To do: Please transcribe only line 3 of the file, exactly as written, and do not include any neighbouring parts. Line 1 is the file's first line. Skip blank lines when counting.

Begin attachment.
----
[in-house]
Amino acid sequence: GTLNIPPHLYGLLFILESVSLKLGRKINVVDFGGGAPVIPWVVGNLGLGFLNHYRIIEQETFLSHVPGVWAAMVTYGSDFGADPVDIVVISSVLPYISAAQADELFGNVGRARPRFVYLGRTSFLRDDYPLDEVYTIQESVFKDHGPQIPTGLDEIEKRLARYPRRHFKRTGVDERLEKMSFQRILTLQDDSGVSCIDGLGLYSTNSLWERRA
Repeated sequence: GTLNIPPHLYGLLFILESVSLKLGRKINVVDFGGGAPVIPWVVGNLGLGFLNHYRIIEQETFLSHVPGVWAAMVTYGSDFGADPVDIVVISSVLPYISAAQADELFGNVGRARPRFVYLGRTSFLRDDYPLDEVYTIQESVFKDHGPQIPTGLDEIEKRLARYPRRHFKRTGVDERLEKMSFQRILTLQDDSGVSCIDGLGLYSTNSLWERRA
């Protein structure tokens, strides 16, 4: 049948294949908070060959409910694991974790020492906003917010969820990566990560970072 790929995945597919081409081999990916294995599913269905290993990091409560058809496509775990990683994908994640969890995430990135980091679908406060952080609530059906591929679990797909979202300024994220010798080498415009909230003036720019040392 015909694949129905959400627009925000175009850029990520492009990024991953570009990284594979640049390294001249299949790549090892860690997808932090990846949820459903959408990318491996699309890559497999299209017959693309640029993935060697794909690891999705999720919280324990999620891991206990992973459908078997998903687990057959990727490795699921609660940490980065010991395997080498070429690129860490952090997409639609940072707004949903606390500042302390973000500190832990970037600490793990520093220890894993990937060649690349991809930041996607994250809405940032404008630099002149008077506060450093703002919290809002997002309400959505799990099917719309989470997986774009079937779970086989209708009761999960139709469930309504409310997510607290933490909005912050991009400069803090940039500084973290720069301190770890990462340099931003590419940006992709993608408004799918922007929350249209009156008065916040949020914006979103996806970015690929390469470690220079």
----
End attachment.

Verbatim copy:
Repeated sequence: GTLNIPPHLYGLLFILESVSLKLGRKINVVDFGGGAPVIPWVVGNLGLGFLNHYRIIEQETFLSHVPGVWAAMVTYGSDFGADPVDIVVISSVLPYISAAQADELFGNVGRARPRFVYLGRTSFLRDDYPLDEVYTIQESVFKDHGPQIPTGLDEIEKRLARYPRRHFKRTGVDERLEKMSFQRILTLQDDSGVSCIDGLGLYSTNSLWERRA